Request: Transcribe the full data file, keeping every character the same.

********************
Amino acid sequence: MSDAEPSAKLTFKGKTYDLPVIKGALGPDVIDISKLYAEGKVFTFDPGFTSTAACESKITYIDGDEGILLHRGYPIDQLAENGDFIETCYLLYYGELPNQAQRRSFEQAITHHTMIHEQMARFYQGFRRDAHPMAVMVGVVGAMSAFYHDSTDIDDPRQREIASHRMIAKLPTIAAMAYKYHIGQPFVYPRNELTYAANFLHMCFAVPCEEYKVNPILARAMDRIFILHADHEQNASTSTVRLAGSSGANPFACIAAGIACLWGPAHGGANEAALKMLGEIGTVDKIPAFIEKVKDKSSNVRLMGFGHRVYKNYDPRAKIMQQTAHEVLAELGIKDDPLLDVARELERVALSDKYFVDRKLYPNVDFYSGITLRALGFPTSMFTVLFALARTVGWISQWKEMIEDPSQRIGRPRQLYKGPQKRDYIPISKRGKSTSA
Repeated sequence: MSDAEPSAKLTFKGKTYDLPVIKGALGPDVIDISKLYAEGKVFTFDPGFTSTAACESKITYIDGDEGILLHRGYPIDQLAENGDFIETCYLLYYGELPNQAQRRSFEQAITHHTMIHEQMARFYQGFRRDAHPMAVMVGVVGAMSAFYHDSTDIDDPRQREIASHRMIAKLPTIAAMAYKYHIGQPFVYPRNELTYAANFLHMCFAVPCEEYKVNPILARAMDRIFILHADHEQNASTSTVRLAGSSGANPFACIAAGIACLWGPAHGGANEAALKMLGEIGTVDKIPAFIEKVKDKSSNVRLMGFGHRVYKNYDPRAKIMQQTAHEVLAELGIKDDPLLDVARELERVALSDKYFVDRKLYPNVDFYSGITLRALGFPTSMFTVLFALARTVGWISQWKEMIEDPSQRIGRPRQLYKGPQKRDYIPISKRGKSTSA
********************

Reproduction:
Amino acid sequence: MSDAEPSAKLTFKGKTYDLPVIKGALGPDVIDISKLYAEGKVFTFDPGFTSTAACESKITYIDGDEGILLHRGYPIDQLAENGDFIETCYLLYYGELPNQAQRRSFEQAITHHTMIHEQMARFYQGFRRDAHPMAVMVGVVGAMSAFYHDSTDIDDPRQREIASHRMIAKLPTIAAMAYKYHIGQPFVYPRNELTYAANFLHMCFAVPCEEYKVNPILARAMDRIFILHADHEQNASTSTVRLAGSSGANPFACIAAGIACLWGPAHGGANEAALKMLGEIGTVDKIPAFIEKVKDKSSNVRLMGFGHRVYKNYDPRAKIMQQTAHEVLAELGIKDDPLLDVARELERVALSDKYFVDRKLYPNVDFYSGITLRALGFPTSMFTVLFALARTVGWISQWKEMIEDPSQRIGRPRQLYKGPQKRDYIPISKRGKSTSA
Repeated sequence: MSDAEPSAKLTFKGKTYDLPVIKGALGPDVIDISKLYAEGKVFTFDPGFTSTAACESKITYIDGDEGILLHRGYPIDQLAENGDFIETCYLLYYGELPNQAQRRSFEQAITHHTMIHEQMARFYQGFRRDAHPMAVMVGVVGAMSAFYHDSTDIDDPRQREIASHRMIAKLPTIAAMAYKYHIGQPFVYPRNELTYAANFLHMCFAVPCEEYKVNPILARAMDRIFILHADHEQNASTSTVRLAGSSGANPFACIAAGIACLWGPAHGGANEAALKMLGEIGTVDKIPAFIEKVKDKSSNVRLMGFGHRVYKNYDPRAKIMQQTAHEVLAELGIKDDPLLDVARELERVALSDKYFVDRKLYPNVDFYSGITLRALGFPTSMFTVLFALARTVGWISQWKEMIEDPSQRIGRPRQLYKGPQKRDYIPISKRGKSTSA